WATSONVILLE — The streets of Watsonville echoed with chants Saturday, as nearly 400 people rallied for workers rights and against Arizona’s new anti-immigration law.
The May Day protest and rally filled Watsonville Plaza at 4 p.m. Hundreds of immigration reform supporters created signs and T-shirts demanding nondiscriminatory reform. Some of the signs read “The Pilgrims were illegal and they stayed,” and “No one is free when others are oppressed.”
“We have a lot of migrant families that go from Watsonville to Yuma, Arizona, to work,” Watsonville Councilman Antonio Rivas said. “The City Council is planning to send a letter to the companies they work for requesting that they not be sent there so workers can stay here where we support their rights.”
National outrage over Arizona’s law SB 1070 stirred opposition marches across the country Saturday. Critics say the new legislation, which requires Arizona police to question anyone they suspect may be in the country illegally, targets Latino minorities.
“The problem is there is a new fear that the law has reignited,” Santa Cruz Councilman Tony Madrigal said. “The real solution lies in common sense immigration reform that benefits Americans, the economy and is fair to families.
“Today is recognized internationally as a day for workers so it’s very fitting that here in Santa Cruz County people have come together to say we are workers, we are not criminals, we have families here, and we are united as one community.”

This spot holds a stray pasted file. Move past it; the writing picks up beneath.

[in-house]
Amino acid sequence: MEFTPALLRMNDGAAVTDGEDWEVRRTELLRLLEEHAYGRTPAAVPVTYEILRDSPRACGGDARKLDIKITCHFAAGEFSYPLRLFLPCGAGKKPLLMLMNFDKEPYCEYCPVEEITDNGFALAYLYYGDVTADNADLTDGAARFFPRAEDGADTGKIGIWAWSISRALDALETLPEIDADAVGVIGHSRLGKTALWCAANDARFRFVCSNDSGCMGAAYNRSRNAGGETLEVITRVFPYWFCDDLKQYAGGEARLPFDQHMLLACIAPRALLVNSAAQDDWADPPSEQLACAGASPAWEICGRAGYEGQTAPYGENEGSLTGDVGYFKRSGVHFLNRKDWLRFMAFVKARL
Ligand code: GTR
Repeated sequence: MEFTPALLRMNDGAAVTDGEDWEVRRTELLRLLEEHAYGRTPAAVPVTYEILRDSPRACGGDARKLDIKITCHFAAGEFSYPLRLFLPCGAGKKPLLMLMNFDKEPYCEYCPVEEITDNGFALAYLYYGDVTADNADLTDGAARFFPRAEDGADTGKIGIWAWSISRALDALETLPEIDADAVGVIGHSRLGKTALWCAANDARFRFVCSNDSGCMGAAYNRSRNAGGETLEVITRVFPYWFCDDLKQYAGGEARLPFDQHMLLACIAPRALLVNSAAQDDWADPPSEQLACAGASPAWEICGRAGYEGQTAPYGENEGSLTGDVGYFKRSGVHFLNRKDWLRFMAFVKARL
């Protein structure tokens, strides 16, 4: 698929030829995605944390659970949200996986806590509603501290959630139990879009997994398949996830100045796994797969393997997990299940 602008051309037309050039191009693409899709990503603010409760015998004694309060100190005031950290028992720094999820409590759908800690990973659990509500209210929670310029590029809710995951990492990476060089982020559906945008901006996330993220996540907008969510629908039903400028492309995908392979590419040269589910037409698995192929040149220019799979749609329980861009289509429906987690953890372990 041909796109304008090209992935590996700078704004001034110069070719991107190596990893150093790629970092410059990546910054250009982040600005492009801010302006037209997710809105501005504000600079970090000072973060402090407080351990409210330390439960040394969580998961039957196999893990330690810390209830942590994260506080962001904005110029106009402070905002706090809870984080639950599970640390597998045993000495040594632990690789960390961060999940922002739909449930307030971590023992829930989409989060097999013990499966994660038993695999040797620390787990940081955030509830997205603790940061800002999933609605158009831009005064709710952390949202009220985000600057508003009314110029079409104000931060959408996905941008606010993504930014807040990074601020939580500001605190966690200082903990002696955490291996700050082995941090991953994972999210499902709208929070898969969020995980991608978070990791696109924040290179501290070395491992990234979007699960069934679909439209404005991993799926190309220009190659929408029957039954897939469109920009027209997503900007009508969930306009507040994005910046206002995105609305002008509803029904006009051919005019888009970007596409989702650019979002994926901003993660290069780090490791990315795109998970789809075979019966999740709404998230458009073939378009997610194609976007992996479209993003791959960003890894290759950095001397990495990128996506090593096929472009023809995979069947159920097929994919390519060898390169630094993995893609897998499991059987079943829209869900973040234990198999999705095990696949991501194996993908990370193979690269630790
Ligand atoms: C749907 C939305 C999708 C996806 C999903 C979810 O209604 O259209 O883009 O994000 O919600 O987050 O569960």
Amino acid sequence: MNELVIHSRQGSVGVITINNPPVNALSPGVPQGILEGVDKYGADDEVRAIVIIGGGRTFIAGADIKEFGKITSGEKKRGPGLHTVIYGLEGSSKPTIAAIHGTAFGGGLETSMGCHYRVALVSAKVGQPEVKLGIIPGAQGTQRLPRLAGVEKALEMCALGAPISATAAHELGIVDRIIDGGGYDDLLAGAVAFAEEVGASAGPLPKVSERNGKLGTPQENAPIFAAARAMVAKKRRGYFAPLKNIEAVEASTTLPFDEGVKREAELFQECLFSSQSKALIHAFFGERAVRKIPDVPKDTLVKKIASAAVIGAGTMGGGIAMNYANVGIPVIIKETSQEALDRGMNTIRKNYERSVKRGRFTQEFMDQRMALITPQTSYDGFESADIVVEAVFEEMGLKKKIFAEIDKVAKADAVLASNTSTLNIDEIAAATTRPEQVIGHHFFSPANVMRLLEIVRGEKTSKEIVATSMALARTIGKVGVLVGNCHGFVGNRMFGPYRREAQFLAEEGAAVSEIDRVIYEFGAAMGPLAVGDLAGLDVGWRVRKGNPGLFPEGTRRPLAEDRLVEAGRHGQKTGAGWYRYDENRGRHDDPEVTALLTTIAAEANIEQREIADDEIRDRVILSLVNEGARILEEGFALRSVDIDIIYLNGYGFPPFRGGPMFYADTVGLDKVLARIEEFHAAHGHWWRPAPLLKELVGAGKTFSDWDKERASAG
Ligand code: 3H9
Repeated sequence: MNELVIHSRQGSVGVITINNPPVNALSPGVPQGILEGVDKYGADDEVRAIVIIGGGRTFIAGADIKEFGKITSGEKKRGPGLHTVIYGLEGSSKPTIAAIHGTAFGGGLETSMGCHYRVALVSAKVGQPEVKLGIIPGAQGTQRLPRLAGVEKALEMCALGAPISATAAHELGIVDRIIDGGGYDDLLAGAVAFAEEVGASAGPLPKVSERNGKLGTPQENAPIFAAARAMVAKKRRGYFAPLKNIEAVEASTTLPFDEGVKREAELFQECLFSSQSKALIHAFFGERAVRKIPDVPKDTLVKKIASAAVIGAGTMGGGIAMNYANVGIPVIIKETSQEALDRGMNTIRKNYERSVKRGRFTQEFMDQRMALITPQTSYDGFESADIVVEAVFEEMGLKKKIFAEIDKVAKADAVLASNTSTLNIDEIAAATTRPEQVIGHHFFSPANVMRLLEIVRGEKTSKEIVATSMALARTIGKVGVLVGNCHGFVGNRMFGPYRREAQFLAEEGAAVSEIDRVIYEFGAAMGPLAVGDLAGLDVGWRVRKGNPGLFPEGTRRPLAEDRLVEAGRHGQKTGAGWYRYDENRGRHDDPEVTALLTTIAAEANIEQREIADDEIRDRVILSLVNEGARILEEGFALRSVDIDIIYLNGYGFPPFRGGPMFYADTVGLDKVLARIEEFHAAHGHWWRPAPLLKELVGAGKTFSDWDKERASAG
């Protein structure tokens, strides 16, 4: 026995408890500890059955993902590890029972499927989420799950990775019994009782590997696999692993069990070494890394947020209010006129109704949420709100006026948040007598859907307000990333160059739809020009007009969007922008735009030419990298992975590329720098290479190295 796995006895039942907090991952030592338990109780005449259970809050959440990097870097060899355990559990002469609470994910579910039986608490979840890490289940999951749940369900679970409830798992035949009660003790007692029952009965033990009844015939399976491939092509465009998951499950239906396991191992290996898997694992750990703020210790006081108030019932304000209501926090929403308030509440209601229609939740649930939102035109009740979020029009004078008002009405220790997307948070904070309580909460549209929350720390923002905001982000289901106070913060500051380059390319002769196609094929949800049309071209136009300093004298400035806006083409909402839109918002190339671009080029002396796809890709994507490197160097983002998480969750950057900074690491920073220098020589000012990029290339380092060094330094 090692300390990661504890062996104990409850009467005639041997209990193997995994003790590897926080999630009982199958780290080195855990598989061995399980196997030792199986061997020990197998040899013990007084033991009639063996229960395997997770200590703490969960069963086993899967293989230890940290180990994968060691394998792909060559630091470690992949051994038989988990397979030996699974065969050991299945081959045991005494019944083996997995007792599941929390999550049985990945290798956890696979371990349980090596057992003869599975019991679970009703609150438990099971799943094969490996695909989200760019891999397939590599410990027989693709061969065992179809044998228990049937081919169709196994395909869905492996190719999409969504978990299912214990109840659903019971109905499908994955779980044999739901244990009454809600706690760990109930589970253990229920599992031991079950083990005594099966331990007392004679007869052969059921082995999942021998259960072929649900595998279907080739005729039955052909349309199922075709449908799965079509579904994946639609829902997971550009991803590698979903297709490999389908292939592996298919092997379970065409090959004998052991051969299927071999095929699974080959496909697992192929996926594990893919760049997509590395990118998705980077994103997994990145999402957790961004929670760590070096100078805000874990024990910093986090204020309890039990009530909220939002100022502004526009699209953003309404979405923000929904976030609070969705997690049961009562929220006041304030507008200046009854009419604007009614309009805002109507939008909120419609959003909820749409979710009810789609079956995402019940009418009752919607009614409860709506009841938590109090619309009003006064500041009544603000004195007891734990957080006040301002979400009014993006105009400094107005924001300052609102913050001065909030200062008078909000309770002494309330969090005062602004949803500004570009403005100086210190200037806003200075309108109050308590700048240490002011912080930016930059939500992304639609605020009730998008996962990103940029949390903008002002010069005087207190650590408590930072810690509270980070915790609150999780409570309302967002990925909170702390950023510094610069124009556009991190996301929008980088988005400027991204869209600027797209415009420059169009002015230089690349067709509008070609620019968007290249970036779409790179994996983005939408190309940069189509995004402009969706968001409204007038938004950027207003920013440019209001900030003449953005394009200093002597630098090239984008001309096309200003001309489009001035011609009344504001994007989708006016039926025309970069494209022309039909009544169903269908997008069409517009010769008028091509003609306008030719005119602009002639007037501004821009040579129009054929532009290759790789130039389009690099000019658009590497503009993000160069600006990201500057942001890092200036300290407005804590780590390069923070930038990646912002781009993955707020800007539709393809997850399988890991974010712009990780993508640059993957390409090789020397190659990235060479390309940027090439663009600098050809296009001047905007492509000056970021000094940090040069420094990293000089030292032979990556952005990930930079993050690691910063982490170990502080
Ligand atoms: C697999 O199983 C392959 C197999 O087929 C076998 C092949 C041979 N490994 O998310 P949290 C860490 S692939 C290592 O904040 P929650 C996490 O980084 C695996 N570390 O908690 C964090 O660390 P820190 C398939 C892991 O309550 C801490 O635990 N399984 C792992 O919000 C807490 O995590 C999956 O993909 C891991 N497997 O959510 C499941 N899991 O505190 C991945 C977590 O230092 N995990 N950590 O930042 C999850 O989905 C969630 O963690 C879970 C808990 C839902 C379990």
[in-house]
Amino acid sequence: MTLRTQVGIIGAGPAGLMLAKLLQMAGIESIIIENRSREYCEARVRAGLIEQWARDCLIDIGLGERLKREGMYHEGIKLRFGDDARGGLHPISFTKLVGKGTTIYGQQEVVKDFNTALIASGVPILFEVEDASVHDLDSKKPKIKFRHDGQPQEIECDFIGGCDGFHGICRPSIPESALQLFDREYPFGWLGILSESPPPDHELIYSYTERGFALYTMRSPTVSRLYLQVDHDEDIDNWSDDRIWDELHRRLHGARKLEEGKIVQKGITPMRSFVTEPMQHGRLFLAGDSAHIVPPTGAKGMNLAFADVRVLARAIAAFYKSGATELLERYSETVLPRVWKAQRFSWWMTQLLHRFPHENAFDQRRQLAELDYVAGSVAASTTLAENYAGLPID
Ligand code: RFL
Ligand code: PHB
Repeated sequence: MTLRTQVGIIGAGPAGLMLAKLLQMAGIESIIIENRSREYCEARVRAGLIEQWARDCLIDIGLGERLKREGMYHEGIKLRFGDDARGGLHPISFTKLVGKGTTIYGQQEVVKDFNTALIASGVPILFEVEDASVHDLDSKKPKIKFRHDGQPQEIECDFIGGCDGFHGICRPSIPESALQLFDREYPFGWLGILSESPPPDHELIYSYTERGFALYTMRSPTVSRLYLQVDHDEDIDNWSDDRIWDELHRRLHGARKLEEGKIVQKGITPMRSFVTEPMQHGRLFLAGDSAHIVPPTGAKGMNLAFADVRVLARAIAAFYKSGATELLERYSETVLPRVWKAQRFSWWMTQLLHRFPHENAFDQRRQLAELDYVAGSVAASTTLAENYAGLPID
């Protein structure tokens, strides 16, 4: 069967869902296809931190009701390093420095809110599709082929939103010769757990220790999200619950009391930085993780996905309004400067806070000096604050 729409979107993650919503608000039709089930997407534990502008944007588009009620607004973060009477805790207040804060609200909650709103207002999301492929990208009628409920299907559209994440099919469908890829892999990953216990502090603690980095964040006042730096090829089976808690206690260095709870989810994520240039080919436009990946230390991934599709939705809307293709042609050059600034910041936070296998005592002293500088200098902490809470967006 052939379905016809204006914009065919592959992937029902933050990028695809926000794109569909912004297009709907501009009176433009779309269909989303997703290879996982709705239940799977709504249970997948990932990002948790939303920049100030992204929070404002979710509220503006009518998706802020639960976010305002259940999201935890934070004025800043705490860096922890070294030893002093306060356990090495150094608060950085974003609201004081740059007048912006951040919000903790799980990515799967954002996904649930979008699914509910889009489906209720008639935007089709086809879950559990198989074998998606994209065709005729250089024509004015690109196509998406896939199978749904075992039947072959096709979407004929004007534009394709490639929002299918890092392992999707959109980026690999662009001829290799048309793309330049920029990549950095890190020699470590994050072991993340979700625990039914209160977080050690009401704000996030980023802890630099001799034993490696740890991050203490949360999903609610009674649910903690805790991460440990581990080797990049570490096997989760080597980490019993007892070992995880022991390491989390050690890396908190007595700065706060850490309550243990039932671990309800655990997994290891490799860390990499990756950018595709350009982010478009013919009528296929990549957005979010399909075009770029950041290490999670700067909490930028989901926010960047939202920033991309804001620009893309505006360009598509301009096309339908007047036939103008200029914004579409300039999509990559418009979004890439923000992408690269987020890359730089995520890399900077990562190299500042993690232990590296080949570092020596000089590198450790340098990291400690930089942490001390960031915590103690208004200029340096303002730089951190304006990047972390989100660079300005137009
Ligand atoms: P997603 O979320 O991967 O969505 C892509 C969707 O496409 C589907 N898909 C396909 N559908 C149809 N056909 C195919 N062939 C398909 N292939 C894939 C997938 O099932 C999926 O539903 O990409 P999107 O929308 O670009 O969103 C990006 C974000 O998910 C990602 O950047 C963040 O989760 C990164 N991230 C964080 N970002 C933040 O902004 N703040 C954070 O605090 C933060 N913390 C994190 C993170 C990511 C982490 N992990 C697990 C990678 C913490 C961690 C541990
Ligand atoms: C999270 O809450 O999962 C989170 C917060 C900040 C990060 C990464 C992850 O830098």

Parents and their children gathered around a sign-making station set up in the plaza to voice their opinions.
“It’s really depressing to think that the natives and Mexicans who were inhabitants of California, Arizona and the Southwest, people who were here for years, can be kicked out. It’s just inhumane,” said Victoria Banales, an English teacher at Cabrillo College. “It bugs me that there is such ignorance blaming immigration for every problem in the U.S. Nobody wants to leave their home country but they do because they want to make a better life for their families. People need to become more aware of why people come here.”
For 21-year-old Nayeli Gil, who was born in Tijuana, living in the U.S. has delivered an opportunity for a higher education.
“I’m undocumented myself so this affects me as well,” Gil said. “I can feel what they are going through. I’ve been in Watsonville all my life. I go to Cabrillo College. I’m here to become a better person and try to reach the American dream like everybody else. I’m here today because I care about myself, I care about my family and I care about future generations.”
Gil and a few other protesters with the Watsonville Brown Berets wore homemade shirts that read, “Do I look illegal? Welcome to Nazi-zona.”
Around 6 p.m. the march paused at River Park on Dawson Street where they were greeted with the booming drums of Watsonville Taiko.
“The area is historically known as Japanese Town so this was to honor the rich, multicultural heritage here and to celebrate the waves of immigration over the decades,” Watsonville resident Liliana Barrios said.
The march ended at the Watsonville Plaza, where people could get free consultations with immigration attorneys and Watsonville Taiko and Vive Oaxaca performed closing ceremonies.
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